Homily: Third Sunday of Lent
By Mons. Peter Jeffrey:
I begin today with a quote from Francis Sullivan. (quote) * You may be wondering: “Who is Francis Sullivan?” He is the CEO of the Church’s Truth, Justice and Healing Council. Listen again to the quote.
As we ponder about the culture of the Church, the parable from the gospel about the fig tree is spot on. Our god is the patient gardener who says “Don’t cut it down!” God promised to fertilise the tree. “Give it time!” He pleads. It is so good to know that that is how God deals with us – He waits patiently but expectantly for us.
It may prompt us to ask ourselves – “Do I too often give up on other people?” That is certainly a good question for parents as they think about their relationships with their children!
Whether we are parents, or not, we can ask “Do I too readily give up on myself?” God is so patient with me – He is willing to fertilise me so that I may GROW. It is so easy to settle for a static position and stay just where I am.
Lent is just the right time to ask the Spirit – the Holy Spirit – to keep nudging us along our personal “growth path”. There are no ‘Stop Signs’ along the way.
Also - am I personally prompted to become a
“fertilising agent” for others? To do that we really have to be willing and able to listen to others. We cannot do that effectively unless we really listen to them without preconceived agendas. That is not always easy, I find. We need to seek the guidance of the Holy Spirit. If we do that, there are then three in the relationship.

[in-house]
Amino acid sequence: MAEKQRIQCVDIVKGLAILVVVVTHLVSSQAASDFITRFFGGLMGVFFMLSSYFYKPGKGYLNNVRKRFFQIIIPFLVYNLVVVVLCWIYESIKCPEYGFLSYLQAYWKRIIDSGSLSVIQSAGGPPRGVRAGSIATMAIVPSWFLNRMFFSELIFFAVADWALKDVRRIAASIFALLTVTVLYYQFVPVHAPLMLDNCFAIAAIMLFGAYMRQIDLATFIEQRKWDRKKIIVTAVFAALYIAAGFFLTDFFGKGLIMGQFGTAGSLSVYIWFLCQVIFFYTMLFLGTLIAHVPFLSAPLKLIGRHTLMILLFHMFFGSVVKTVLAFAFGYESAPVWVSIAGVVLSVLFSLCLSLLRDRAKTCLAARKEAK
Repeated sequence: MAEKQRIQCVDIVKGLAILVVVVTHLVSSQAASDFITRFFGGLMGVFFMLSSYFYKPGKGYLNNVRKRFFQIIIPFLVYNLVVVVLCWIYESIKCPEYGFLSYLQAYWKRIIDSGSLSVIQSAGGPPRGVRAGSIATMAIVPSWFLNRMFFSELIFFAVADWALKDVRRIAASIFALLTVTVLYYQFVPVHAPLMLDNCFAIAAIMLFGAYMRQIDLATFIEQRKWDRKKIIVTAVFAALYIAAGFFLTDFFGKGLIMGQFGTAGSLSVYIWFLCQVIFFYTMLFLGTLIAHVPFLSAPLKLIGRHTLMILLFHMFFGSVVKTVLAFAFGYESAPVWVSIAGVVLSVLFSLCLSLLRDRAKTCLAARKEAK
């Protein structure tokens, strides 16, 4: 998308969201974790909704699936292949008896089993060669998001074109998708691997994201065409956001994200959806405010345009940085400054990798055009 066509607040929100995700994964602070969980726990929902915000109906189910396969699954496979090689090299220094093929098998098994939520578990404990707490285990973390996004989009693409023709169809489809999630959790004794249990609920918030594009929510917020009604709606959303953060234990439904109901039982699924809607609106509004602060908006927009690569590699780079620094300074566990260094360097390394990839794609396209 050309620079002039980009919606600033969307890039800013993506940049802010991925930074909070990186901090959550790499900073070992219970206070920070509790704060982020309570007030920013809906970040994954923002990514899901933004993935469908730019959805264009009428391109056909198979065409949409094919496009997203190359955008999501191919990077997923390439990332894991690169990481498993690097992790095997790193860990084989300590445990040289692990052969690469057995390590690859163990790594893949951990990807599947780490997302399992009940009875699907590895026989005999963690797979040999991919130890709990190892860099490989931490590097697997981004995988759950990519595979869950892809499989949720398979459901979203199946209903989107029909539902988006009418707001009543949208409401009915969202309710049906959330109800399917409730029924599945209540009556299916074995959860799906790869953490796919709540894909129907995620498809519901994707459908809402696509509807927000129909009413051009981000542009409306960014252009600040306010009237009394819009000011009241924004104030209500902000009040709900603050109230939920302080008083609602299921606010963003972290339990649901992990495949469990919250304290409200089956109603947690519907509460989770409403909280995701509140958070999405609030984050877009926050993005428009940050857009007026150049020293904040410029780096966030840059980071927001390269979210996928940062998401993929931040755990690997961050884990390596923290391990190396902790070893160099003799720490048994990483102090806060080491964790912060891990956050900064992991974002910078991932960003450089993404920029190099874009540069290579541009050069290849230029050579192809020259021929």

God never gives up on us. This Lent we may seek to imitate the patience of God by not expecting those around us to always produce, or achieve or succeed according to our expectations. For that attitude to grow, we need the patience of the orchardist in today’s parable.
Footnote - The clerical abuse scandal is a crisis primarily
about the culture of the Church. It may well cause some to
rethink their beliefs and practices, but for me it has been a call to deepen my spiritual practice. To commit to daily meditation and reflection. To draw on the sacramental life of the Church and the richness of the scriptural practices like “lectio divina”. It has been a time to become mature in my faith development, less dependent and literally more adult in my engagement with the institutional Church